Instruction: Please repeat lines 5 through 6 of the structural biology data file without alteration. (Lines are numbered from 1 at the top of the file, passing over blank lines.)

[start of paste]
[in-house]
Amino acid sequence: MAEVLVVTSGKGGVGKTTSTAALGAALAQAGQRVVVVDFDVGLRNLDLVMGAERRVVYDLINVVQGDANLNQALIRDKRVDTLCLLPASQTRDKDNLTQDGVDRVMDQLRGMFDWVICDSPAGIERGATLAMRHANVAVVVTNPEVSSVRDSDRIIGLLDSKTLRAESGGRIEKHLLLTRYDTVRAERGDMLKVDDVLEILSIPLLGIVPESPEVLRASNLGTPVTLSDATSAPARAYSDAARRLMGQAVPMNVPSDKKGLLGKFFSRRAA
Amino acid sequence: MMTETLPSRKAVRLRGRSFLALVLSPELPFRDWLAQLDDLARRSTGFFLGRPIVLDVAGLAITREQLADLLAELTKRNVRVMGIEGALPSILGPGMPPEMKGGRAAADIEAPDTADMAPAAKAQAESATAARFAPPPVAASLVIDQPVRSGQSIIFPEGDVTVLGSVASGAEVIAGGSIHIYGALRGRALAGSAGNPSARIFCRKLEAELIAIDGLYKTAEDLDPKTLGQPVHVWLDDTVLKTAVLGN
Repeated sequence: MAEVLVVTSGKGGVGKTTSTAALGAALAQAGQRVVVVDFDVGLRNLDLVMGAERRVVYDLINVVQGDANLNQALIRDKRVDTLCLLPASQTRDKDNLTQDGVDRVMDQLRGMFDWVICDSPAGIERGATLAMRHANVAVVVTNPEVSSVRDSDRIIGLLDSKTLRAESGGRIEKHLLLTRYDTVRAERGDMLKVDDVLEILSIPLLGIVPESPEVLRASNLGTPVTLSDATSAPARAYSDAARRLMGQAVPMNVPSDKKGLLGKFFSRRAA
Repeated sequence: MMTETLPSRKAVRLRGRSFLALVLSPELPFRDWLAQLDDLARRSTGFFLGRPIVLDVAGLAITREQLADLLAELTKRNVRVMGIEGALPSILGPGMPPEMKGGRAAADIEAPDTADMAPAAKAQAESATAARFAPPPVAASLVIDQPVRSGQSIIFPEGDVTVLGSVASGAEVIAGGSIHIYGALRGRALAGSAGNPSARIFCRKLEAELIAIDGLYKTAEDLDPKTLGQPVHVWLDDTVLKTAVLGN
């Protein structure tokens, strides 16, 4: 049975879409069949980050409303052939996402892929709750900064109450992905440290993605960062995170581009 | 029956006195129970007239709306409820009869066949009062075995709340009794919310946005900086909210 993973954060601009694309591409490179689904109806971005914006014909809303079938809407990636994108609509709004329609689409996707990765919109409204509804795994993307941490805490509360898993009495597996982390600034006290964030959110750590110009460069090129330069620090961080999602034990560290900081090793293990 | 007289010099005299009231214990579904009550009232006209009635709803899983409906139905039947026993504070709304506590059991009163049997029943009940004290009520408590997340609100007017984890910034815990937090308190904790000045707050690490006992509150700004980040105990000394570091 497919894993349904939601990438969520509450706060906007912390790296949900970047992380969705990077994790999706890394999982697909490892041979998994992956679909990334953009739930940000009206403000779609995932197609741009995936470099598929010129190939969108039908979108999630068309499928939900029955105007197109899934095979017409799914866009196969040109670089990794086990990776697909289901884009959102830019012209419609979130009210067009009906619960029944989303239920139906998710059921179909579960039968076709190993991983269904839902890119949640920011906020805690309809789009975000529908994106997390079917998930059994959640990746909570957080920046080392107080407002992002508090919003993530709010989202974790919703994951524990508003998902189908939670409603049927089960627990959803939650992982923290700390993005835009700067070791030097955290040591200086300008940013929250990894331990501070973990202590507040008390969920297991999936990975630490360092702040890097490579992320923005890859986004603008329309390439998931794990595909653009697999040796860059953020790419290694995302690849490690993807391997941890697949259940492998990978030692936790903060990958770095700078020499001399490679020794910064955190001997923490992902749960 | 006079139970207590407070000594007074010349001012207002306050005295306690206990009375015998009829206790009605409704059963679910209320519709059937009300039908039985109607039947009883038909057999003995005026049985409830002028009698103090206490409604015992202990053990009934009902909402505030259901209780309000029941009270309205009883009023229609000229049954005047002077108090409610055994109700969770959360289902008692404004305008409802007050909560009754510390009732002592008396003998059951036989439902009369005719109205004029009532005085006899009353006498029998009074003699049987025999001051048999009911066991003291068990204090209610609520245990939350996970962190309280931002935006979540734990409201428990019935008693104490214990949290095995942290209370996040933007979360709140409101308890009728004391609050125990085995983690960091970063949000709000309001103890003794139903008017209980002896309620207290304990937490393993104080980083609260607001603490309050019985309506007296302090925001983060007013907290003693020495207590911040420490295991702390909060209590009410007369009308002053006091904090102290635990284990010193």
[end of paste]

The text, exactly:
Repeated sequence: MMTETLPSRKAVRLRGRSFLALVLSPELPFRDWLAQLDDLARRSTGFFLGRPIVLDVAGLAITREQLADLLAELTKRNVRVMGIEGALPSILGPGMPPEMKGGRAAADIEAPDTADMAPAAKAQAESATAARFAPPPVAASLVIDQPVRSGQSIIFPEGDVTVLGSVASGAEVIAGGSIHIYGALRGRALAGSAGNPSARIFCRKLEAELIAIDGLYKTAEDLDPKTLGQPVHVWLDDTVLKTAVLGN
């Protein structure tokens, strides 16, 4: 049975879409069949980050409303052939996402892929709750900064109450992905440290993605960062995170581009 | 029956006195129970007239709306409820009869066949009062075995709340009794919310946005900086909210 993973954060601009694309591409490179689904109806971005914006014909809303079938809407990636994108609509709004329609689409996707990765919109409204509804795994993307941490805490509360898993009495597996982390600034006290964030959110750590110009460069090129330069620090961080999602034990560290900081090793293990 | 007289010099005299009231214990579904009550009232006209009635709803899983409906139905039947026993504070709304506590059991009163049997029943009940004290009520408590997340609100007017984890910034815990937090308190904790000045707050690490006992509150700004980040105990000394570091 497919894993349904939601990438969520509450706060906007912390790296949900970047992380969705990077994790999706890394999982697909490892041979998994992956679909990334953009739930940000009206403000779609995932197609741009995936470099598929010129190939969108039908979108999630068309499928939900029955105007197109899934095979017409799914866009196969040109670089990794086990990776697909289901884009959102830019012209419609979130009210067009009906619960029944989303239920139906998710059921179909579960039968076709190993991983269904839902890119949640920011906020805690309809789009975000529908994106997390079917998930059994959640990746909570957080920046080392107080407002992002508090919003993530709010989202974790919703994951524990508003998902189908939670409603049927089960627990959803939650992982923290700390993005835009700067070791030097955290040591200086300008940013929250990894331990501070973990202590507040008390969920297991999936990975630490360092702040890097490579992320923005890859986004603008329309390439998931794990595909653009697999040796860059953020790419290694995302690849490690993807391997941890697949259940492998990978030692936790903060990958770095700078020499001399490679020794910064955190001997923490992902749960 | 006079139970207590407070000594007074010349001012207002306050005295306690206990009375015998009829206790009605409704059963679910209320519709059937009300039908039985109607039947009883038909057999003995005026049985409830002028009698103090206490409604015992202990053990009934009902909402505030259901209780309000029941009270309205009883009023229609000229049954005047002077108090409610055994109700969770959360289902008692404004305008409802007050909560009754510390009732002592008396003998059951036989439902009369005719109205004029009532005085006899009353006498029998009074003699049987025999001051048999009911066991003291068990204090209610609520245990939350996970962190309280931002935006979540734990409201428990019935008693104490214990949290095995942290209370996040933007979360709140409101308890009728004391609050125990085995983690960091970063949000709000309001103890003794139903008017209980002896309620207290304990937490393993104080980083609260607001603490309050019985309506007296302090925001983060007013907290003693020495207590911040420490295991702390909060209590009410007369009308002053006091904090102290635990284990010193």